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1,000 nurses affected by NMC overseas ban

  • 7 Comments

Almost 1,000 overseas nurses have had their applications to work in the UK put on hold by the Nursing and Midwifery Council due to concerns about fraudulent registration, Nursing Times has learned.

The NMC suspended applications from overseas nurses at the beginning of February, initially for one month.

This has since been extended and the regulator now plans to begin considering applications from overseas nurses on 2 April. In the meantime a backlog of 994 applications has built up. During 2012 the regulator registered on average 100 new overseas nurses a month, meaning it could take almost a year to clear it.

Chief executive Jackie Smith said: “We need to offer the public a high degree of confidence in overseas registration. We recognise that what has been done has not been as robust as it should have been and we’re sorry.

“However we are moving quickly to redress this and produce a strong and consistent system to protect the public. We intend to resume overseas registration as quickly as possible.”

This week the NMC confirmed two issues had been identified with the registration process: concerns about whether identity documents had been properly validated and concerns over training requirements for nurse from Australia, New Zealand, Canada and the US.

Applicants from these countries had to take a 20 day course in order to register while applicants from most other countries had to take a three or a six month course. The NMC said it was not clear whether this policy had always been followed in practice.

The regulator said it had not yet discovered any documents that are confirmed to be fraudulent but, likewise, it is also unable to confirm that no false applications have been made.

The NMC confirmed it was considering requiring overseas applicants to attend the NMC’s offices in person with their documents in future, as the General Medical Council does.

  • 7 Comments

Readers' comments (7)

  • Oh dear, just who is th that gets paid for doing background checks on these people?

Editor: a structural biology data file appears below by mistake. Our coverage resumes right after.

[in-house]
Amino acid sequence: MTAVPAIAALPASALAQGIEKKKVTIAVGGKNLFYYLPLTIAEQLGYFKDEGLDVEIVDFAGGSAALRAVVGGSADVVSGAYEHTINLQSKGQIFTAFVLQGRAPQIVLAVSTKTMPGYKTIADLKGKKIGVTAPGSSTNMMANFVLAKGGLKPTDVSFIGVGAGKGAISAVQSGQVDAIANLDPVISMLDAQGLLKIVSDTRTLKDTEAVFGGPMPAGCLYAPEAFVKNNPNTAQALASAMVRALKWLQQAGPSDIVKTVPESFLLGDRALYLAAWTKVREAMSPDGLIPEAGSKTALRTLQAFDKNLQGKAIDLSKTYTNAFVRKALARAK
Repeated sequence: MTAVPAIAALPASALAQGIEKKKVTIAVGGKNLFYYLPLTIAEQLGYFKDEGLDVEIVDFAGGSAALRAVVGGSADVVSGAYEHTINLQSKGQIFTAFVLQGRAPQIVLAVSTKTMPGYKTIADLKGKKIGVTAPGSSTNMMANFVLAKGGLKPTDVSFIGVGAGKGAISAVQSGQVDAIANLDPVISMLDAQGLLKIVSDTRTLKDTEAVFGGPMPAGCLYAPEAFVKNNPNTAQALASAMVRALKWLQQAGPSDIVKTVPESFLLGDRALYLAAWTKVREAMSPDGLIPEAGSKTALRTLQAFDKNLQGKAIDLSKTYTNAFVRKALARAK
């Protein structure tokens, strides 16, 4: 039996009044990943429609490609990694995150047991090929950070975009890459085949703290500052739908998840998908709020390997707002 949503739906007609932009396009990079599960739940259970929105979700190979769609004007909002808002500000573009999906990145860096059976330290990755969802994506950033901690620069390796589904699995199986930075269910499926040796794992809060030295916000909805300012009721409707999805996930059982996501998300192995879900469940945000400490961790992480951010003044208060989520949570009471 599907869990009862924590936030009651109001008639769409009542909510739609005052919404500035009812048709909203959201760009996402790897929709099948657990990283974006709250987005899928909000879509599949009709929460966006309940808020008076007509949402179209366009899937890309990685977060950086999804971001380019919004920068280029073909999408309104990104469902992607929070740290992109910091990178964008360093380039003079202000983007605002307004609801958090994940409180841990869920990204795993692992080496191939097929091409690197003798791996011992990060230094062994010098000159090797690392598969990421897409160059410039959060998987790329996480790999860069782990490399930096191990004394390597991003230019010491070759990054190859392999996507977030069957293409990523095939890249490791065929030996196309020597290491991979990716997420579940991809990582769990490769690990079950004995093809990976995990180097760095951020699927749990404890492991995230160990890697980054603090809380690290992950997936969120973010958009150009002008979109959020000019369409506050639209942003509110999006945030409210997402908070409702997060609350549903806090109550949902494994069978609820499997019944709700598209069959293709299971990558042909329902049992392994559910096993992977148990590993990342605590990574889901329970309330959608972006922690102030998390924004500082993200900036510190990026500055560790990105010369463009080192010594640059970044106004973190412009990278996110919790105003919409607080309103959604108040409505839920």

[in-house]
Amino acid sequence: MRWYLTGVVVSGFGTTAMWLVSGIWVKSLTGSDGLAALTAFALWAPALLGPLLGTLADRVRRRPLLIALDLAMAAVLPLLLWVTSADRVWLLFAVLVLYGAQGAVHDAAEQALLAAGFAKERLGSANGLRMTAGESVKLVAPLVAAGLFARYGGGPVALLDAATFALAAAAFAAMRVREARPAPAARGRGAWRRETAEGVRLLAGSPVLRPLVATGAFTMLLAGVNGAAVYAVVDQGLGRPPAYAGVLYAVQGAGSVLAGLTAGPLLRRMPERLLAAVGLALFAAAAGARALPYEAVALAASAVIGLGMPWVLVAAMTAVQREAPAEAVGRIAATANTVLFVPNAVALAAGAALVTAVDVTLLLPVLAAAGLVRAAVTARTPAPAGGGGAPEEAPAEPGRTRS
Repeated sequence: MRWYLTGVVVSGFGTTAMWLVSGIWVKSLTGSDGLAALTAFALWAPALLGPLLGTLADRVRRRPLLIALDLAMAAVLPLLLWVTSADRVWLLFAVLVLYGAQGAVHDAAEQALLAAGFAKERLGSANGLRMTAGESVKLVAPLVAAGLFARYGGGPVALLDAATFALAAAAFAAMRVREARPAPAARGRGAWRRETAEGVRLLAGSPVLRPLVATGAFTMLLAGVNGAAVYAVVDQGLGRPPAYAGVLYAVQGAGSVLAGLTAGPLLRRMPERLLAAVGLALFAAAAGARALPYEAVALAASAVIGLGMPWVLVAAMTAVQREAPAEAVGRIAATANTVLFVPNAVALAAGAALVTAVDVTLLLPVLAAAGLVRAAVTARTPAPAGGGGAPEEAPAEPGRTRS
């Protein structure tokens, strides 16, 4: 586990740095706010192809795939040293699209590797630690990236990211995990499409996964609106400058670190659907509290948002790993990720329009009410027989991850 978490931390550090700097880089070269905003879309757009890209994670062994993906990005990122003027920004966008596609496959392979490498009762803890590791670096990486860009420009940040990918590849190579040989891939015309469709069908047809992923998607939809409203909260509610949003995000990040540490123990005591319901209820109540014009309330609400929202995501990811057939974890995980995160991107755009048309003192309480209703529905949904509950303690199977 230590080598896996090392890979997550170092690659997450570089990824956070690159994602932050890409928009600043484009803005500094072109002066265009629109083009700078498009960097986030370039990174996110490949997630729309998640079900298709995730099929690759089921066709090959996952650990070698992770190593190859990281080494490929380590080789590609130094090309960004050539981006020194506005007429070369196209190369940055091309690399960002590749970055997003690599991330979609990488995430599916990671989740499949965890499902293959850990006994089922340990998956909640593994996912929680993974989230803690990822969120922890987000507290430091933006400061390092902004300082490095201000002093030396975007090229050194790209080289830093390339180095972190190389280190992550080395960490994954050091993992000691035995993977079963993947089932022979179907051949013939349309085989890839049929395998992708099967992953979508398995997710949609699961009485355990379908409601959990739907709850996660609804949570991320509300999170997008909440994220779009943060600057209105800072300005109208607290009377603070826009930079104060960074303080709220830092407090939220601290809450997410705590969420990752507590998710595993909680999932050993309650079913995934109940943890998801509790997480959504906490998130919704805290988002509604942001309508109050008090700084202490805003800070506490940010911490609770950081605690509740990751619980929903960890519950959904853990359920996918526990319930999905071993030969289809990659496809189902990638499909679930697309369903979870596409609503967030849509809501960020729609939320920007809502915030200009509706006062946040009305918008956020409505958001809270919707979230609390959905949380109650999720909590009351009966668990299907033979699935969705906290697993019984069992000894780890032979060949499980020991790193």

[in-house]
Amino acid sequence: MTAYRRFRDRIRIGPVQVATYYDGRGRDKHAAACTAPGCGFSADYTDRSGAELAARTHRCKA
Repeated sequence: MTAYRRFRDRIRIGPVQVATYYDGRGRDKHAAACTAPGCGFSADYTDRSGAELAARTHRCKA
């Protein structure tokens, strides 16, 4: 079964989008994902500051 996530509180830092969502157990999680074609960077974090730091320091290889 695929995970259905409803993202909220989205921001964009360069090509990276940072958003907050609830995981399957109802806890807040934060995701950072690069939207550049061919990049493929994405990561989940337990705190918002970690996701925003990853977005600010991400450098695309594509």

It makes a thinking person wonder if any checks are done at all, given that there is doubt about 1000 false regitrations..

    How strange that we never had this amount of fraudulent practice when we trained our own Nursing Staff.

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  • Sorry, just reposting comment due to typo error.

    Oh dear, just who is it that gets paid for doing background checks on these people?

    It makes a thinking person wonder if any checks are done at all, given that there is doubt about 1000 false regitrations..

    How strange that we never had this amount of fraudulent practice when we trained our own Nursing Staff.

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  • Exactly !!!...only now they are copping on....Sooo funny !!!

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  • More admit = more charges. Probably been happening for decades. Also a possibility that some may have fraudulently started as nursing students here prior to registration, due to less rigorous checks at all levels have managed to get through.
    There's still quite a bit of recruitment from overseas as in some countries it takes 4 years to be qualified for registration, and this extra year's experience is valued while still paying someone at the same bottom starting increment. Also recruiting from diverse background helps with patients with cultural + language issues, as well as more people with better work ethics to choose from.
    Besides with current climate would anyone recommend young people to start a career in nursing.

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  • This is an excellence measures taken to prevent fraudulent activities since we are dealing with lives not papers. kudos!!

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  • one facility actually had a care aide posing as an RN...fake documentation from the Phillipines

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  • hasn't this now been lifted? I seem to remember a later article saying it had.

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